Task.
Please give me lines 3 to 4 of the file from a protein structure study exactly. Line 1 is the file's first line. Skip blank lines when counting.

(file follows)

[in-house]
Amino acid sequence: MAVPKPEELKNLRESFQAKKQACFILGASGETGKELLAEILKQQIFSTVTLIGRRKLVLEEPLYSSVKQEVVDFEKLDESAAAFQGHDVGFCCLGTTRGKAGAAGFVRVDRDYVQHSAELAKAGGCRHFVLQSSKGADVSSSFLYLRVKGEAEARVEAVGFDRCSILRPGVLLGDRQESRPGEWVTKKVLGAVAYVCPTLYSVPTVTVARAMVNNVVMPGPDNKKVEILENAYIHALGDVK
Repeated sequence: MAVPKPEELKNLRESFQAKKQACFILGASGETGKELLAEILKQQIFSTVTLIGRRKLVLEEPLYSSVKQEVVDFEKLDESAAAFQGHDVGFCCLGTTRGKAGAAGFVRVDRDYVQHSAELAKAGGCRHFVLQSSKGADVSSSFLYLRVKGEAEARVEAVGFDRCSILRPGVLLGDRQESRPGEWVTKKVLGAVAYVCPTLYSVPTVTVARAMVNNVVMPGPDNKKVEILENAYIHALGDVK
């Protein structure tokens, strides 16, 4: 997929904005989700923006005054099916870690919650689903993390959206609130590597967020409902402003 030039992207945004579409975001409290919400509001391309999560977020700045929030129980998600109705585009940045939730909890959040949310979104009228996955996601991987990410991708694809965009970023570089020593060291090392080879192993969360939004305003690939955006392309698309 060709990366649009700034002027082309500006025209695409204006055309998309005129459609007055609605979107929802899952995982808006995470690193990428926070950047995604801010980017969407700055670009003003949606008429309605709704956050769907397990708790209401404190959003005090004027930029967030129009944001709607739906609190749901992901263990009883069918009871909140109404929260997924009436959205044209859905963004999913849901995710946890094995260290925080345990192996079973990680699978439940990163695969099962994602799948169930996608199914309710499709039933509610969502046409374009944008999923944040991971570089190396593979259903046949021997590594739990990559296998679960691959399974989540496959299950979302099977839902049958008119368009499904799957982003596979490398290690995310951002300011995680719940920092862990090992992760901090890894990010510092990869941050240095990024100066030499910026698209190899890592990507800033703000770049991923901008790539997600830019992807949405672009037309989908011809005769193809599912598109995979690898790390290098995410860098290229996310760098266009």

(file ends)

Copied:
Repeated sequence: MAVPKPEELKNLRESFQAKKQACFILGASGETGKELLAEILKQQIFSTVTLIGRRKLVLEEPLYSSVKQEVVDFEKLDESAAAFQGHDVGFCCLGTTRGKAGAAGFVRVDRDYVQHSAELAKAGGCRHFVLQSSKGADVSSSFLYLRVKGEAEARVEAVGFDRCSILRPGVLLGDRQESRPGEWVTKKVLGAVAYVCPTLYSVPTVTVARAMVNNVVMPGPDNKKVEILENAYIHALGDVK
């Protein structure tokens, strides 16, 4: 997929904005989700923006005054099916870690919650689903993390959206609130590597967020409902402003 030039992207945004579409975001409290919400509001391309999560977020700045929030129980998600109705585009940045939730909890959040949310979104009228996955996601991987990410991708694809965009970023570089020593060291090392080879192993969360939004305003690939955006392309698309 060709990366649009700034002027082309500006025209695409204006055309998309005129459609007055609605979107929802899952995982808006995470690193990428926070950047995604801010980017969407700055670009003003949606008429309605709704956050769907397990708790209401404190959003005090004027930029967030129009944001709607739906609190749901992901263990009883069918009871909140109404929260997924009436959205044209859905963004999913849901995710946890094995260290925080345990192996079973990680699978439940990163695969099962994602799948169930996608199914309710499709039933509610969502046409374009944008999923944040991971570089190396593979259903046949021997590594739990990559296998679960691959399974989540496959299950979302099977839902049958008119368009499904799957982003596979490398290690995310951002300011995680719940920092862990090992992760901090890894990010510092990869941050240095990024100066030499910026698209190899890592990507800033703000770049991923901008790539997600830019992807949405672009037309989908011809005769193809599912598109995979690898790390290098995410860098290229996310760098266009």